Students from disadvantaged backgrounds who fail to meet the University of Cambridge’s high entry requirements will be given a new chance to study at the prestigious institution.
The university usually requires A*AA at A level to get on degree courses, but a new one-year foundation course has 50 places for students who achieve BBB.
If successful on the course, students can then go on to study for degrees.
Social mobility campaigners The Sutton Trust welcomed the “innovative steps”.
From October 2022, students will study courses in arts, humanities and social sciences and one of the university’s 13 colleges, and can progress to a choice of 18 degree courses without reapplying.
Cambridge has been criticised for having a privileged intake – with figures from 2019 showing that only 2% of students were white and working class; there have also been concerns that there are too few students from some ethnic minorities.
The university said that year also saw the proportion of students entering from state schools rise to 68% – the highest for decades.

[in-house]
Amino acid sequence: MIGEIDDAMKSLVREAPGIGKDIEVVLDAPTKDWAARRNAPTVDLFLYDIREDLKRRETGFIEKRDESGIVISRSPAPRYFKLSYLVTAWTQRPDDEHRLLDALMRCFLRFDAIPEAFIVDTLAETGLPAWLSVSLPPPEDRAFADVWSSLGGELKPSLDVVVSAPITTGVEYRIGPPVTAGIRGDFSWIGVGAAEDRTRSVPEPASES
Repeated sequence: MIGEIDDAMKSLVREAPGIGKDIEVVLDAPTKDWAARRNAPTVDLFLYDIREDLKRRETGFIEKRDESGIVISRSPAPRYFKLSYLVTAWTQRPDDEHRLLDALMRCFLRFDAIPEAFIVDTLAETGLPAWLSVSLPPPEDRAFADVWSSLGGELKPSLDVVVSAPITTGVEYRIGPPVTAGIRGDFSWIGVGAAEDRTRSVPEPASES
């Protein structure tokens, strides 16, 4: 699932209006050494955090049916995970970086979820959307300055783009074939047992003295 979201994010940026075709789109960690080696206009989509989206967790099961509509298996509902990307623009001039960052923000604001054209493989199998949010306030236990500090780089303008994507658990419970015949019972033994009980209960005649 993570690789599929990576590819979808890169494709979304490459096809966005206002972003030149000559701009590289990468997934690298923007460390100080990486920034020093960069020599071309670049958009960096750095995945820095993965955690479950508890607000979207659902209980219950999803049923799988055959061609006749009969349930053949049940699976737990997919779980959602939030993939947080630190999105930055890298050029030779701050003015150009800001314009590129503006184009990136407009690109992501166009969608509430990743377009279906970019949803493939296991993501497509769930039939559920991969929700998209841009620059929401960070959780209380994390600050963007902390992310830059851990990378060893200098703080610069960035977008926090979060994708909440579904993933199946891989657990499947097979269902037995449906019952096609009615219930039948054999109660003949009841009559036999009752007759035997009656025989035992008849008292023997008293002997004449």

Currently about one in four new students were from “under-represented and disadvantaged” backgrounds, but the university wants that to rise to one in three.
Applicants to the foundation course will need to have had their education “disadvantaged or disrupted”, for example suffering an illness or becoming a young carer while at school, but school closures due to the coronavirus pandemic will not be taken into consideration.
Students will also have to come from a lower income household or have attended a poorly-performing school; those who have been in local authority care will be automatically eligible.
James Turner, chief executive of the Sutton Trust, said: “Cambridge has made considerable progress in widening access over the last 20 years.
“But substantial gaps remain, so further, more innovative steps are very welcome.”
He said it was “important foundation year students do not feel in any way second best or isolated from the rest of the university”.
Prof Stephen Toope, vice-chancellor of the university, said students would be “drawn from a range of backgrounds, the common link being that their circumstances have prevented them from realising their academic potential”.
The courses will be free, paid for by a £5m donation from philanthropists Christina and Peter Dawson.
Mrs Dawson said the need for this type of course “has become ever clearer as the pandemic has exacerbated inequities and disadvantages”.